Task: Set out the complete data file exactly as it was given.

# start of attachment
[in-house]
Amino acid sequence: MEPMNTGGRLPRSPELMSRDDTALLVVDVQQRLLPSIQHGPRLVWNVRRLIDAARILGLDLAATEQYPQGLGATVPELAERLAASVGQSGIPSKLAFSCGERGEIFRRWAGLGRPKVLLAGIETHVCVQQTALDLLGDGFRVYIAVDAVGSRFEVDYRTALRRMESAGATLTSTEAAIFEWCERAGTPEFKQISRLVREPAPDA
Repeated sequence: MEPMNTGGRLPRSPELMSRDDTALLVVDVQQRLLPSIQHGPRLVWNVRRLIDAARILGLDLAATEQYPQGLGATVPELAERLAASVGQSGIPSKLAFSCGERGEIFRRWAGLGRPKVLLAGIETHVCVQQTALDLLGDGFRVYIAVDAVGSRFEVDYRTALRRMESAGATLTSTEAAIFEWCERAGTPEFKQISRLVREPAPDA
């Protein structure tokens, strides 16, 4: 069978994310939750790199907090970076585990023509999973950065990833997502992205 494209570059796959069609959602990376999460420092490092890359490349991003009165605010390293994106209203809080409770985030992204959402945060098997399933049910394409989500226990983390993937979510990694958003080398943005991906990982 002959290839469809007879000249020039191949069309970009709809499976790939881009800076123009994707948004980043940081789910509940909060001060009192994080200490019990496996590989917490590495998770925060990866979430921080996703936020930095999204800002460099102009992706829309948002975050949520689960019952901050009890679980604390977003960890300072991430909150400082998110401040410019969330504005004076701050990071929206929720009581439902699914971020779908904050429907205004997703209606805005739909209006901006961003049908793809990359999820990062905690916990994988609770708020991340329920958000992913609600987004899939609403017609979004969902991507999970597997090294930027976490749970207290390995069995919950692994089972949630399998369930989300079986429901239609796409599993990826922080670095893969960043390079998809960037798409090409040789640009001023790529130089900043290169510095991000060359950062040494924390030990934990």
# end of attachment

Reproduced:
[in-house]
Amino acid sequence: MEPMNTGGRLPRSPELMSRDDTALLVVDVQQRLLPSIQHGPRLVWNVRRLIDAARILGLDLAATEQYPQGLGATVPELAERLAASVGQSGIPSKLAFSCGERGEIFRRWAGLGRPKVLLAGIETHVCVQQTALDLLGDGFRVYIAVDAVGSRFEVDYRTALRRMESAGATLTSTEAAIFEWCERAGTPEFKQISRLVREPAPDA
Repeated sequence: MEPMNTGGRLPRSPELMSRDDTALLVVDVQQRLLPSIQHGPRLVWNVRRLIDAARILGLDLAATEQYPQGLGATVPELAERLAASVGQSGIPSKLAFSCGERGEIFRRWAGLGRPKVLLAGIETHVCVQQTALDLLGDGFRVYIAVDAVGSRFEVDYRTALRRMESAGATLTSTEAAIFEWCERAGTPEFKQISRLVREPAPDA
């Protein structure tokens, strides 16, 4: 069978994310939750790199907090970076585990023509999973950065990833997502992205 494209570059796959069609959602990376999460420092490092890359490349991003009165605010390293994106209203809080409770985030992204959402945060098997399933049910394409989500226990983390993937979510990694958003080398943005991906990982 002959290839469809007879000249020039191949069309970009709809499976790939881009800076123009994707948004980043940081789910509940909060001060009192994080200490019990496996590989917490590495998770925060990866979430921080996703936020930095999204800002460099102009992706829309948002975050949520689960019952901050009890679980604390977003960890300072991430909150400082998110401040410019969330504005004076701050990071929206929720009581439902699914971020779908904050429907205004997703209606805005739909209006901006961003049908793809990359999820990062905690916990994988609770708020991340329920958000992913609600987004899939609403017609979004969902991507999970597997090294930027976490749970207290390995069995919950692994089972949630399998369930989300079986429901239609796409599993990826922080670095893969960043390079998809960037798409090409040789640009001023790529130089900043290169510095991000060359950062040494924390030990934990």